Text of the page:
In times of political fever pitch, there's typically a witch hunt directed at the arts. It begins with defunding the arts as a whole, as though they were a mere frill — but the real goal is to snuff out important, critical art. The public is encouraged to join in the roaring condemnation of anything that offends.
In these ways and others, we're discouraged from considering critical art closely enough to stimulate meaningful discussion. And by and large, it works.
The media was abuzz last week about a New York City theater, the Public, which was staging a modern production of Shakespeare's "Julius Caesar" in Central Park. In it, the title character physically resembled Trump. The show made national headlines when the Trump family denounced it, and the production lost two corporate sponsors.
In a particularly spineless and unnecessary move, the National Endowment for the Arts shirked the opportunity to educate and promote discussion. Instead, it chose to distance itself from the controversy, posting a disclaimer on its site that no NEA funds supported the Public's production.
The lethal icing to this fluffy discourse: After the shooting at the June 14 congressional baseball game practice, Donald Trump Jr. and others tweeted blame at the play. Never mind the evidence that the shooter had spent months planning this, and for years had been publicly critical of the member of Congress he critically wounded. Never mind the shooter's reported personal history of violence. And definitely never mind the conservative rhetoric about the Constitutional right to take out a despotic government.
Senator Rand Paul, who was present at the shooting, last June retweeted Fox News senior judicial analyst Andrew Napolitano: "Why do we have a Second Amendment? It's not to shoot deer. It's to shoot at the government when it becomes tyrannical!"
Ironically, Trump-supporting detractors took the Public's staged murder at face value, ignoring or ignorant of the smart, centuries-long debate about whether Caesar or Brutus is the protagonist. The play serves as a cautionary tale about violent revolt. And the Public itself said in a statement that neither the play nor its production advocates violence at all, but "makes the opposite point: those who attempt to defend democracy by undemocratic means pay a terrible price and destroy the very thing they are fighting to save."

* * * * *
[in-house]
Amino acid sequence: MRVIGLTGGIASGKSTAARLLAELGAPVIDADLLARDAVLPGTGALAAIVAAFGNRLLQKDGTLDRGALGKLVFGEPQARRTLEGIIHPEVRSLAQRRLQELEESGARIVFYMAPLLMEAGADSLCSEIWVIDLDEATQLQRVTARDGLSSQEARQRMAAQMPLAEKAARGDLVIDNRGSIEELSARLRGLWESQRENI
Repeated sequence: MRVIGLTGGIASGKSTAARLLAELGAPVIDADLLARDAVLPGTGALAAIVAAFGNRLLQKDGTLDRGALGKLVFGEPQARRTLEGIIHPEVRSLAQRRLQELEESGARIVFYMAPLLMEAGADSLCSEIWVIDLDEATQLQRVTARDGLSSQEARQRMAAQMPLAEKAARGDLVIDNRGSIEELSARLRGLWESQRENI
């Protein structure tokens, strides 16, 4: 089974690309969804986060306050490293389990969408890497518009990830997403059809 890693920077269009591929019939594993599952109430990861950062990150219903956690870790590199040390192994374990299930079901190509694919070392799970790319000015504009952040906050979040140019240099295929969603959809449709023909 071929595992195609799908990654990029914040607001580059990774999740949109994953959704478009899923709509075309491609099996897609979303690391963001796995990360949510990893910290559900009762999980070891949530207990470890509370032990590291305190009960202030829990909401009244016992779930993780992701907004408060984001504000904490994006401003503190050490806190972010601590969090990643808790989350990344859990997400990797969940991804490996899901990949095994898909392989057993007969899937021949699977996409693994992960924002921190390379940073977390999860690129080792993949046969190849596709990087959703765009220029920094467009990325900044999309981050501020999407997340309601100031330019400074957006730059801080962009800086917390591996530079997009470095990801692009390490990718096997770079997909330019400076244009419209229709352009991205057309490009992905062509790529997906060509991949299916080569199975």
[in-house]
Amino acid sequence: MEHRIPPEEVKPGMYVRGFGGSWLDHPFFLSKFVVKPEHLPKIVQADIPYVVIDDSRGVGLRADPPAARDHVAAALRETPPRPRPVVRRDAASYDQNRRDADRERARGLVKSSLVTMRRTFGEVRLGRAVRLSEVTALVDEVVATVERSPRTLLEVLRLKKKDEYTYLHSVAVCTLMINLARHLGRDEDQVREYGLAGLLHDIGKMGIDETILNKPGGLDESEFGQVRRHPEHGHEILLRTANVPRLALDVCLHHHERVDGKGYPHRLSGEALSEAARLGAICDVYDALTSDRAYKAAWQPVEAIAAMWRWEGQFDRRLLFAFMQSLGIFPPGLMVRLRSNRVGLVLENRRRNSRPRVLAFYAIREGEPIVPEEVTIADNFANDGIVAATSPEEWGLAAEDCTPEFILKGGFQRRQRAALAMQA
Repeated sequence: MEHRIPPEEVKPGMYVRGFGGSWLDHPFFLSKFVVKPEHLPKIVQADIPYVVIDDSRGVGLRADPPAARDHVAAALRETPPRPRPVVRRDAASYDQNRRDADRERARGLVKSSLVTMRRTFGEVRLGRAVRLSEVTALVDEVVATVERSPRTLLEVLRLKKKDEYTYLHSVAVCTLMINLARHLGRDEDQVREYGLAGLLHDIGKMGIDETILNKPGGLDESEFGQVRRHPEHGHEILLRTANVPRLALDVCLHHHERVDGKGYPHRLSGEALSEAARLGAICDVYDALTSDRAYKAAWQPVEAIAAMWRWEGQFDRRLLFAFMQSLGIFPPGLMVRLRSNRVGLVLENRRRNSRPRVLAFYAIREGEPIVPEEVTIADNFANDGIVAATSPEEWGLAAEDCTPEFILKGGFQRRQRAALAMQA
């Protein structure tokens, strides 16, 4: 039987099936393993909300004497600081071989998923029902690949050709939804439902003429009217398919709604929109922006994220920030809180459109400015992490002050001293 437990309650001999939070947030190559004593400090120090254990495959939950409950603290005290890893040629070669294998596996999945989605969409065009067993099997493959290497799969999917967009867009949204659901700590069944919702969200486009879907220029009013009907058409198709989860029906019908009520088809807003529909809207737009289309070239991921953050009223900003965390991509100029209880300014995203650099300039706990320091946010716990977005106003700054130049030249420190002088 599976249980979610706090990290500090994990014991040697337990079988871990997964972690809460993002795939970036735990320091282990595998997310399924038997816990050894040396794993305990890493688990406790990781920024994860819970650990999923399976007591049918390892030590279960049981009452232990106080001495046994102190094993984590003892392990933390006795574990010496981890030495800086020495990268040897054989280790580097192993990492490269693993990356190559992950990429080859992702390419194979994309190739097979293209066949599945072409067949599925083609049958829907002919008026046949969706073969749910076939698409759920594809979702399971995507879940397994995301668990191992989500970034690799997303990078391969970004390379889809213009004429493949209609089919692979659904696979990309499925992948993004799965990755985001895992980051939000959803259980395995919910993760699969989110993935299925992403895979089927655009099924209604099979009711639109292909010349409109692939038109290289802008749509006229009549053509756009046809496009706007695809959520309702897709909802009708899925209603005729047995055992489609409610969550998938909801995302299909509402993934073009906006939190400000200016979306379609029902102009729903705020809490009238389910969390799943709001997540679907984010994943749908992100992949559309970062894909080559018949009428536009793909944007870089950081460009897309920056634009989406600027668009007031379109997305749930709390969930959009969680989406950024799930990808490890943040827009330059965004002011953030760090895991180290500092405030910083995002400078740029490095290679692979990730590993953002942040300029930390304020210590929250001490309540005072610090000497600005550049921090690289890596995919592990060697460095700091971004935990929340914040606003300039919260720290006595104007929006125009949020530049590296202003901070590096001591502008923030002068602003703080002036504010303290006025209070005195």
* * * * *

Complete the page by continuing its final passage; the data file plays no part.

The fact that Shakespearean plays are often modernized but still performed in the original verse isn't just because people like flowery words. The Bard was a master at using language to explore each nuance of motive or madness and to always acknowledge ambiguity. The same action can seem heroic or condemnable, or some combination of both. Few of Shakespeare's plays leave viewers with a tidy sense of resolution, not in the way that formulaic, feel-good storylines do.
The outraged political response to the play is nothing new. In a theater review for The New York Times, Michael Cooper points out that "Julius Caesar" was written "during a tense moment when Elizabethan England seethed with political plots," and has been "banned or bowdlerized" during many totalitarian regimes.
While we didn't need further proof of the Trump camp's unsophistication, its reflexive assessment of the play underscores it. Or at least points toward the family's obsession with controlling the narrative and playing the martyr. And it also says a lot about what they think of American citizens' collective intellect.
Despite defunding and political pressure, the Public completed its run of the play, which concluded on Sunday. Good for them, good for us, but we certainly have our work cut out. Critical art asks complex questions, and it's our responsibility to resist the reduction of this complexity. We must find ways to defend the arts and the artists as the classroom that they are, and hold that space open for our most daring and challenging discussions.
Rebecca Rafferty is a CITY arts writer.